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Using Restraints to Manage Agitated Patients

Using Restraints to Manage Agitated Patients
Author Information (click to view)

Michael P. Wilson, MD, PhD

Attending Physician, Department of Emergency Medicine
Director, Behavioral Emergencies Research Laboratory
University of California, San Diego
Director, Emergency Psychiatry Research
American Association for Emergency Psychiatry

Michael P. Wilson, MD, PhD, has indicated to Physician’s Weekly that he has no financial disclosures to report.

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Michael P. Wilson, MD, PhD (click to view)

Michael P. Wilson, MD, PhD

Attending Physician, Department of Emergency Medicine
Director, Behavioral Emergencies Research Laboratory
University of California, San Diego
Director, Emergency Psychiatry Research
American Association for Emergency Psychiatry

Michael P. Wilson, MD, PhD, has indicated to Physician’s Weekly that he has no financial disclosures to report.

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Most emergency physicians think of agitation as relatively simple to treat, with sedation being the most common course of action. However, sedating even just a few agitated patients in precious ED beds can increase waiting times for the entire ED. Further complicating matters is that all agitation is not the same. Use of restraints is sometimes necessary, but decisions to use them are often made without thinking of the ramifications.

“Use of restraints is sometimes necessary, but decisions to use them are often made without thinking of the ramifications.”

The key advantages to restraining agitated patients are that it protects staff from violence from patients and facilitates intramuscular (IM) delivery of calming medications. On the other hand, improperly applied restraints may injure patients. In addition, most injuries to staff probably occur during the restraint process. Physicians should be mindful that restraints don’t allow patients to participate fully in their care.

Appropriate Use of Restraints Among Agitated Patients

Restraints should be applied either in the upper extremities only or on the upper and lower extremities with minimal force,which usually requires assistance from others in the ED. Every attempt should be made to avoid standing or sitting on patients during application. If weight force is needed, it should be applied as briefly as possible with careful monitoring of ventilatory status. Although many physicians wish to stand aside during the forceful takedown of patients, physician presence during takedowns may reassure staff and patients that these procedures will be done as gently as possible. Emergency physicians, however, should only partake in takedowns if they’ve been trained to do so.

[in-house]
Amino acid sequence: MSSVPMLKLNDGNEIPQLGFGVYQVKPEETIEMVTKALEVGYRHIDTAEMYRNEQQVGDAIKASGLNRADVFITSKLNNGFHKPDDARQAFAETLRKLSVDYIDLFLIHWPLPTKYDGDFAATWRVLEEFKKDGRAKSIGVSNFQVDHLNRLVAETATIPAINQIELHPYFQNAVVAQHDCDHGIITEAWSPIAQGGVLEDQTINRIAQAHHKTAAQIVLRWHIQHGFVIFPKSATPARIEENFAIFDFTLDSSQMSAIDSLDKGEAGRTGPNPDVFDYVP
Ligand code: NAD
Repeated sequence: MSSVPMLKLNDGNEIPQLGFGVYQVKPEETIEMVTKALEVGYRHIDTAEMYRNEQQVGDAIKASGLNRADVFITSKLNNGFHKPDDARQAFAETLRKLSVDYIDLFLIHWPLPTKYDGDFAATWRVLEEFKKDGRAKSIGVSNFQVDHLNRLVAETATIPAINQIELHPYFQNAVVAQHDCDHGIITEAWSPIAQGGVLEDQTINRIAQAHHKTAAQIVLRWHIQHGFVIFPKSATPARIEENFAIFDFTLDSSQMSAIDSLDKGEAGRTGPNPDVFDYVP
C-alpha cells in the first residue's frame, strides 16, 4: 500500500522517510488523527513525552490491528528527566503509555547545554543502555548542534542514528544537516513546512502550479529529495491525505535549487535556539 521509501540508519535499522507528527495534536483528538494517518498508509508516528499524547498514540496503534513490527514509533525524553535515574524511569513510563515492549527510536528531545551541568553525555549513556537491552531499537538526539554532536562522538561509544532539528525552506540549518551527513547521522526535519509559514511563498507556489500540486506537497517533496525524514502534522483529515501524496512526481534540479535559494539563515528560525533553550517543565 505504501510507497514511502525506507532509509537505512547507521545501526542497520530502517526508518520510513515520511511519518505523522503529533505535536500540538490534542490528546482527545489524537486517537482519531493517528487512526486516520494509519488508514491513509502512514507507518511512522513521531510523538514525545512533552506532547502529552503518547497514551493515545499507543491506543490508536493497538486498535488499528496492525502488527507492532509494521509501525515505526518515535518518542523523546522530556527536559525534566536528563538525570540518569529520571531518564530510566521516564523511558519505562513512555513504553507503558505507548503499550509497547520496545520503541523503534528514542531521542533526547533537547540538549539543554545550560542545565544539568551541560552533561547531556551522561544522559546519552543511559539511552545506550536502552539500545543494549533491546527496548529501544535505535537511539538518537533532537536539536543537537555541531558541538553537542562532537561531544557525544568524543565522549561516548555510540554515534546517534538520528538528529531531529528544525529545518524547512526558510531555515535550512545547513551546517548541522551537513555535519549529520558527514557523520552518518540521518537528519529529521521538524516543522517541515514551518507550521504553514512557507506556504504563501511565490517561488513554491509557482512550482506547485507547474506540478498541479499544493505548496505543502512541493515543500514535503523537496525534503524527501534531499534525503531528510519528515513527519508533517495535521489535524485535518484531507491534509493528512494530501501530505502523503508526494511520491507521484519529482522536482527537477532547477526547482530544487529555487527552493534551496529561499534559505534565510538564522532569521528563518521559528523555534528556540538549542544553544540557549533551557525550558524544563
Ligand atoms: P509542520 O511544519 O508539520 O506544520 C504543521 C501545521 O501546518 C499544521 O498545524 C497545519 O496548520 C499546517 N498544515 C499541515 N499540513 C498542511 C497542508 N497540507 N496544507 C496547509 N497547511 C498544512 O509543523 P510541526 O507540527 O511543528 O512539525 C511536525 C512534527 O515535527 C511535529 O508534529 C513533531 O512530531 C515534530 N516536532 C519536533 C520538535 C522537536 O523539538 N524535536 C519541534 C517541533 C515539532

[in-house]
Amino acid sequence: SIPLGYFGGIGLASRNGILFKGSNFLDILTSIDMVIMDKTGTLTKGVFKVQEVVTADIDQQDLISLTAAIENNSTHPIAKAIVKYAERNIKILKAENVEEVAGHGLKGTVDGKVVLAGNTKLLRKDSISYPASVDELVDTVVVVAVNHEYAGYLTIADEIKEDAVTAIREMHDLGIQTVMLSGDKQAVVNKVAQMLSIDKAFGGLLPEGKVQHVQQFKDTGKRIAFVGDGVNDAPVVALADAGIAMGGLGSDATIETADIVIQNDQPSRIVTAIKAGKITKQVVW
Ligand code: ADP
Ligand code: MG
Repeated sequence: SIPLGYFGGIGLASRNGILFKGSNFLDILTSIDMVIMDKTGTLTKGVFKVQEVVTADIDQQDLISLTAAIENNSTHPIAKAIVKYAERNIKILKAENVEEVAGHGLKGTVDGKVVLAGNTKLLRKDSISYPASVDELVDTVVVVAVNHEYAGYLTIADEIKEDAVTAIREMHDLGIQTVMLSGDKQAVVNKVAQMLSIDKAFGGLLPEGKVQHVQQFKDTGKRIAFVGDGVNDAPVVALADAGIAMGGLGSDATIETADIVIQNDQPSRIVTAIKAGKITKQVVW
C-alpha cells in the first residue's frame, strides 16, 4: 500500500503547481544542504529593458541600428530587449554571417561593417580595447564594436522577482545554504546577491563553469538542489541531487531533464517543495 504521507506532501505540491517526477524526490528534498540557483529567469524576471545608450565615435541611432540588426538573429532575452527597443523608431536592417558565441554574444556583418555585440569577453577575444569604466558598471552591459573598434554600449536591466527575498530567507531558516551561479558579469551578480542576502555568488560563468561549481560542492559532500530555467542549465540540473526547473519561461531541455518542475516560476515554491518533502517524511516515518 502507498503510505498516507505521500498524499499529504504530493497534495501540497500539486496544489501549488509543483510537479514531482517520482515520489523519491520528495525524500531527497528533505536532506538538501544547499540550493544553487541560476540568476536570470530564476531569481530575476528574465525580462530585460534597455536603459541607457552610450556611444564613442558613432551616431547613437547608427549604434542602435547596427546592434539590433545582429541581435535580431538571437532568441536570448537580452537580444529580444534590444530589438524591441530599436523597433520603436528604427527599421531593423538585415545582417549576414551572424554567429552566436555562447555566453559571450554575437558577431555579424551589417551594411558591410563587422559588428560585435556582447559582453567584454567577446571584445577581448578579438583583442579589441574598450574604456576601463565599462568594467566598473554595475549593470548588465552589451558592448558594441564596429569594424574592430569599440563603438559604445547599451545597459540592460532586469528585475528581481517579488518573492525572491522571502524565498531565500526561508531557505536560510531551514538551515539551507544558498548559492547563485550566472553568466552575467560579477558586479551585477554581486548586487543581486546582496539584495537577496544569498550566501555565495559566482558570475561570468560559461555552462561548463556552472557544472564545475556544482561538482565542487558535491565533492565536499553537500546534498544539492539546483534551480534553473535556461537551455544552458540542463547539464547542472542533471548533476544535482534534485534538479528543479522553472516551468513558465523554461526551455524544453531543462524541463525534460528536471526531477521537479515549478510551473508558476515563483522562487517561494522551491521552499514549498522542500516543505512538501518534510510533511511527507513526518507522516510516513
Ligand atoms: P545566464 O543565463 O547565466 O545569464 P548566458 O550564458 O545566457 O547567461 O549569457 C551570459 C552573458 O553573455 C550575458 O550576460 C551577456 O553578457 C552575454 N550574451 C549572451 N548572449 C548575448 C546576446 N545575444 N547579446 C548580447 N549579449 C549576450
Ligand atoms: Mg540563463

Restraints-Patients-Callout

 

In most cases, medication and restraint procedures are used against patients’ wishes. Patient wishes should be overridden only if it’s clearly in their best interests or when patients lack the ability to make decisions. Importantly, clinicians’ reasons for doing so should be clearly noted in patient charts.

Restraints & Chemical Sedation in the ED

Whether to restrain patients who have not been given calming medications is somewhat controversial. Several factors come into play, including patient willingness to take medication, the degree of agitation, the perceived risk of violence, and the availability of trained personnel to assist in restraining processes. Once the decision is made to treat patients involuntarily with IM medications and restraint, it’s important to develop and follow plans for successful execution.

Most emergency physicians believe that agitated patients who need to be restrained should also be treated with calming medications. Ethically, leaving patients in restraints without administering these medications is problematic. Although patients sometimes may need to be physically restrained in order to receive medication, physical restraint almost always should be accompanied by medication use.

Readings & Resources (click to view)

Vilke GM, Wilson MP. Agitation: what every emergency physician should know. Emerg Med Rep. 2009;30:233-244.

Wilson MP, Pepper D, Currier GW, Holloman Jr. GH, Feifel D. The psychopharmacology of agitation: consensus statement of the American Association for Emergency Psychiatry Project BETA Psychopharmacology Workgroup. West J Emerg Med. 2012;13:26-34.

Currier GW, Allen MH. Physical and chemical restraint in the psychiatric emergency service. Psychiatr Serv. 2000;52:717-719.

Lavoie FW. Consent, involuntary treatment, and the use of force in an urban emergency department. Ann Emerg Med. 1992;21:25-32.

Tueth MJ. Management of behavioral emergencies. Amer J Emerg Med. 1995;13:344-350.

Park KS, Korn CS, Henderson SO. Agitated delirium and sudden death: Two case reports. Prehosp Emerg Care. 2001;5:214-216.

Vilke GM, Chan TC. Agitated delirium and sudden death. Prehosp Emerg Care. 2002;6:259.

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